VW trucks division Traton coasts on stock market launch

Frankfurt: German auto giant Volkswagen offered part of its heavy trucks division Traton on the stock market Friday as it looks to raise fresh capital, in what could be the first step towards reshaping the sprawling 12-brand group.

Stock in the unit, which is not listed on any of the German indexes, started at VW’s initial price of 27 euros ($30.70) but fell back to 26.68 euros around 11 am (0900 GMT).

Traton sold some 233,000 vehicles in 2018, with its 81,000 employees bringing in almost 26 billion euros in revenue.

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It brings together well-known brands MAN (Germany) and Scania (Sweden) as well as VW-branded trucks sold in South America and Africa.

VW had already set the price tag for the 57.5 million shares on offer — an 11.5-percent stake — at the very bottom of the range of between 27 and 33 euros it first mooted weeks before, valuing the company at 13.5 billion.

The flotation brought in around 1.5 billion euros.

In Stockholm, where Traton is also listed, the shares fell to trade at 282 Swedish kronor (26.73 euros, $30.43).

“The Traton flotation means the second-largest IPO in Europe so far this year has taken place in Germany” after Italian payment processor Nexi, EY analysts commented in a note ahead of the stock market opening.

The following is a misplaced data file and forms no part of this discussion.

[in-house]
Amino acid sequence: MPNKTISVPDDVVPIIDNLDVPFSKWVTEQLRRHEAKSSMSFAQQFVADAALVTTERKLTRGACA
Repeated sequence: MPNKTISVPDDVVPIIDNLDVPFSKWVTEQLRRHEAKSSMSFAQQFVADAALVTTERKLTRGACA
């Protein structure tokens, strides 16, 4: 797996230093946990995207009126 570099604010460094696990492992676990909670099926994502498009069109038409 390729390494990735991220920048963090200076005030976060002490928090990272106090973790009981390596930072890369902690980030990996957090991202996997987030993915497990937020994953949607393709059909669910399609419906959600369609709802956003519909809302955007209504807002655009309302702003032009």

Powering up electric – The proceeds from the IPO will flow to a Volkswagen group in the middle of a costly transition towards electric mobility, autonomous driving and digital services.

Bosses plan to invest more than 40 billion euros over the coming years into next-generation vehicles, part of an ambitious strategy aimed at putting the “dieselgate” emissions cheating scandal squarely behind the company.

The group plans to launch some 70 electric models by 2028, aiming for sales of 22 million units over the coming decade.

But the heavy investments needed for the transformation have weighed on VW’s profit margins.

Meanwhile the simpler production processes for electric vehicles — with motors less complicated than combustion engines — will contribute to job cuts at the group in the coming years.

Opening up one of its divisions to outside investors represents a first attempt by VW to streamline its complex structure, which presently numbers 12 brands and 640,000 employees.

Some investors and analysts are unhappy with the present market capitalisation of the group — at around 75 billion euros — which they feel undervalues some of its crown jewels like sports car makers Lamborghini and Porsche.

VW shares remain slightly below the prices they attained just before the “dieselgate” scandal broke in September 2015.

Bosses had originally slated the Traton flotation for April, but announced in March that it would hold off as market conditions looked unfavourable.

What’s more, it has scaled back the size of the stake on offer, from a first-mooted 25 percent float aimed at raising up to six billion euros.

Nevertheless, “finishing the IPO in the current market environment, despite the volatility, proves Traton right”, finance director Christian Schulz said Thursday.

VW looked to reassure investors by announcing that major Swedish pension fund AMF would take a 200-million-euro holding in the truck business.


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